On January 12, Liviah was discharged from the hospital. The Widders celebrated Christmas again when they returned home, and the neighbors decorated Liviah. “There was a night where everyone put them on,” said Mrs. Widders, “and we could drive around and see the lights.”
Looking for the cause
From the very beginning, doctors warned Liviah’s parents that they might never know why her liver was failing; In many cases of hepatitis in children, the clinician never finds a cause, says Dr. Peters.
In Liviah’s case, doctors ruled out a variety of common causes, but blood tests found a possible culprit to be an adenovirus.
Although there is no sign of the virus in the liver, infection with adenovirus can “trigger an abnormal immune response that then attacks the liver,” says Dr. Peters.
That’s not a completely satisfying explanation, she admits. Adenovirus does not usually lead to liver damage in healthy children, and Liviah’s adenovirus levels are low.
The mystery did not perplex Liviah’s father. “I left the hospital to go, ‘You know what? She’s alive,” he said. “I really don’t need to know what caused it.”
For Ms. Widders, accepting the unknown was even harder, especially when Liviah had a liver rejection that required a brief hospital stay. The debacle had her mother wondering if Liviah might have some kind of genetic or autoimmune disorder, but testing showed no evidence of that. In the spring, when Liviah got home well, her parents made peace with the possibility that they might never get an answer.
And then, in April, a friend sent Mr Widders a message about a cluster of mysterious childhood hepatitis cases in the UK. Soon after, he saw an article saying that the Centers for Disease Control and Prevention was investigating a similar cluster in Alabama; All nine children in Alabama tested positive for adenovirus.
To the Widders, the cases sounded strangely familiar – and set their hardest days back. Ms Widders said: ‘It was a minor injury. “And then the sadness of, ‘Oh my god, this is happening to more than just Liviah.’
To date, more than 200 cases of latent hepatitis have been reported in children in the United States, according to the CDC Many of the affected children have tested positive for adenovirus — in many cases, adenovirus type 41 , which often causes gastrointestinal symptoms.
But the virus has yet to be found in all affected children, and scientists aren’t sure why a virus common in young children could suddenly cause liver damage. They are investigating whether the virus has changed and whether other factors may be contributing to the phenomenon.
It is possible that prior infection with the coronavirus — or conversely, not being exposed to adenovirus during the shutdown — could make children more vulnerable, although both theories are still speculative. It is also possible that infection with the adenovirus always causes hepatitis in a small number of healthy children, and scientists have only recently recognized this link.
“Is that an enhanced perception?” William Balistreri, emeritus director of the Pediatric Liver Care Center at Cincinnati Children. “Is it a new virus? Is it a new virus in synergy with an old virus? ” He added, “I don’t think we can disprove any of those theories.”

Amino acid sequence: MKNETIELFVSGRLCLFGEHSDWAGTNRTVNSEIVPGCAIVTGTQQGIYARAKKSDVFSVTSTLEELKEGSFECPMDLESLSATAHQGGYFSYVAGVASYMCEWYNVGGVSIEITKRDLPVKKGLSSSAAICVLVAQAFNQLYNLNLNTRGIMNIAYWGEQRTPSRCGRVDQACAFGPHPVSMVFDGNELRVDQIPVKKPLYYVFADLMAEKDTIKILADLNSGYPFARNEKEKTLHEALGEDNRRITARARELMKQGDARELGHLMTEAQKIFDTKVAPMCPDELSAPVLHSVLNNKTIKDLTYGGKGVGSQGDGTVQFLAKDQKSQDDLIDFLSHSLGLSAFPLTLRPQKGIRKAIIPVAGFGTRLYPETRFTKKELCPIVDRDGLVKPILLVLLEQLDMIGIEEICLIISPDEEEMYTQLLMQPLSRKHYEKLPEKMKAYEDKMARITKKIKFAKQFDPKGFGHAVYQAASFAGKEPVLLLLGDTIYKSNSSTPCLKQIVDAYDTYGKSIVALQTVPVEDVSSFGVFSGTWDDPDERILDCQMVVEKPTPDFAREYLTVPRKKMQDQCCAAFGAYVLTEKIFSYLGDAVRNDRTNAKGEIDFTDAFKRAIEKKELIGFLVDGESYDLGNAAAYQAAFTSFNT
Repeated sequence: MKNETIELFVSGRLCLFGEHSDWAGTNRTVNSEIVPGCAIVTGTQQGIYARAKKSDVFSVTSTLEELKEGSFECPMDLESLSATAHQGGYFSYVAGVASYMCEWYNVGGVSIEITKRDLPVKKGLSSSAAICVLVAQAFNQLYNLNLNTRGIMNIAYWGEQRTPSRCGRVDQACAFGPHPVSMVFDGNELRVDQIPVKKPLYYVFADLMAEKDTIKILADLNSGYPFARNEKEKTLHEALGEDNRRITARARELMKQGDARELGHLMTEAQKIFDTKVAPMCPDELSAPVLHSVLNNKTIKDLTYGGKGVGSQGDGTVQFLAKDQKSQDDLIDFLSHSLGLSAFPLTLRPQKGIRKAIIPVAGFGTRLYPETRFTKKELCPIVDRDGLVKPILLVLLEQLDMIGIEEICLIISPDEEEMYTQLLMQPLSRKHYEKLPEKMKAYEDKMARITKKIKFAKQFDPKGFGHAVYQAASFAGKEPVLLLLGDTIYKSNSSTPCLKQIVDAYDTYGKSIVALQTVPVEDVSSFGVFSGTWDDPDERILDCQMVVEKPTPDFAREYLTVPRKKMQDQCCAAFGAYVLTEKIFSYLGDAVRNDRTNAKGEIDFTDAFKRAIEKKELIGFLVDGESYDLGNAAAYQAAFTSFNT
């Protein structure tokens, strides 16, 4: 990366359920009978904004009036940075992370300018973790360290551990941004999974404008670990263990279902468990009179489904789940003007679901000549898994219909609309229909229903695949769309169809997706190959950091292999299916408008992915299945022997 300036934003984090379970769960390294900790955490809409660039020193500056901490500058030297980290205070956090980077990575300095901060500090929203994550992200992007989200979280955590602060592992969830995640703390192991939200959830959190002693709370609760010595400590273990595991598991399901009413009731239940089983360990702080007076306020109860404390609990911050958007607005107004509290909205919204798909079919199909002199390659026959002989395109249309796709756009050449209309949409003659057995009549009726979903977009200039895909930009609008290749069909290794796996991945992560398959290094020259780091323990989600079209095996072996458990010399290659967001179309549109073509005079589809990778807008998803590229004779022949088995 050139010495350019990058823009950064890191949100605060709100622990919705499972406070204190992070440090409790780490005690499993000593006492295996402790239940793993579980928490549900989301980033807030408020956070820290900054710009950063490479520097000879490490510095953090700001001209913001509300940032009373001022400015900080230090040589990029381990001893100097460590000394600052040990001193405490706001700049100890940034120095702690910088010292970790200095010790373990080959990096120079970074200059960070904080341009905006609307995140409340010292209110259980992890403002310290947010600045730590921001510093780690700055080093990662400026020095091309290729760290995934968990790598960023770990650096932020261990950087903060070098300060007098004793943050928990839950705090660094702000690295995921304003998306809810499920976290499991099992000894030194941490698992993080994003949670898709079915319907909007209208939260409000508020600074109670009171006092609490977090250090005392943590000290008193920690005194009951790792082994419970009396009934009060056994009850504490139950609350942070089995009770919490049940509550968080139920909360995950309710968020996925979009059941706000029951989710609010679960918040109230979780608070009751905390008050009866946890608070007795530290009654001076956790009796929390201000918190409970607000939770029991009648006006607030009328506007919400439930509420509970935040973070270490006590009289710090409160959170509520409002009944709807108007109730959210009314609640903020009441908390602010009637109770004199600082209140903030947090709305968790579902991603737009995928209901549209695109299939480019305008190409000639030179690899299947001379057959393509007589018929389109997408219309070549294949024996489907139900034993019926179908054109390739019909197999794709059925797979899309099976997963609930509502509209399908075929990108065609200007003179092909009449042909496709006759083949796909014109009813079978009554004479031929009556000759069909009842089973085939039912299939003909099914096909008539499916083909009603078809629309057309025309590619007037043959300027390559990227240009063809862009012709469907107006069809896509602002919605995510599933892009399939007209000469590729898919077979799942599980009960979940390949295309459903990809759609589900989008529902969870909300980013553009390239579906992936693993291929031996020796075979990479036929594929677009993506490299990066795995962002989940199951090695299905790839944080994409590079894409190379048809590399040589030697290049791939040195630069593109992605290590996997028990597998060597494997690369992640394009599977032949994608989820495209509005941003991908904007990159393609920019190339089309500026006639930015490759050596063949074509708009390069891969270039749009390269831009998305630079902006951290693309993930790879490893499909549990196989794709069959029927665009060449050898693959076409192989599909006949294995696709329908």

The absence of a clear cause also confuses parents. In April, Ashley Tenold received an unexpected call from a school nurse who informed her that her daughter appeared to have jaundice. “It just turned yellow,” said Ms. Tenold, who lives in rural Wisconsin. “No cough, no stomachache. It was just another typical week in the country. “
Her daughter’s liver was mildly inflamed, but her case, like most, turned out to be milder than Liviah’s. She was discharged after a few days in the hospital.
But the experience is still confusing and scary, Ms. Tenold said: “It would be good for them to get to the bottom of it so that no more children have to face this.”
A new purpose
In the months since Liviah received her transplant, her parents encouraged friends and family members to sign up for organ donations, and they organized a blood transfusion on Liviah’s behalf. Liviah also helped her mother make earrings to sell to raise money for the hospital’s Liver Help Fund, which supports families of pediatric liver disease.
“We are stepping into the purpose we have,” Ms. Widders said.
Liviah’s parents also find themselves in a delicate balance with parents worried that their child might be next. They wanted others to be on the lookout for signs of liver problems – yellow skin and eyes, dark urine – but also knew that what happened to Liviah was rare.
“You can’t react to every vomiting, you can’t react to every cold,” Mr. Widders said. “But the liver signs are unmistakable.”
Liviah, currently undergoing physical therapy, is recovering well, her parents said. The whole family, apart from 1-year-old Juliana, are also in psychotherapy to help process what they’ve been through. Liviah learns that her old liver is sick and she has been given a new one, which she names Teddi.
Mr and Mrs. Widders also hope to make a scrapbook for Liviah to record exactly what happened to her – or at least, as much as they and the experts can understand.
“She won’t remember much about it, which is amazing,” said her father, who went on to record Liviah’s liver enzyme levels in a spreadsheet. “It’s harder for parents,” he added. “The kids are very resilient.”
The family is still adjusting to the new normal, which includes immunosuppressive drugs for Liviah to prevent her body from rejecting her new liver and a new focus on hygiene to protect her from pathogens. other, which made her more vulnerable.
But Liviah went back to preschool and kicked and danced. On her recent school beach day, she donned a bikini so she could show off her 8-inch scar. She calls it her “princess mark”.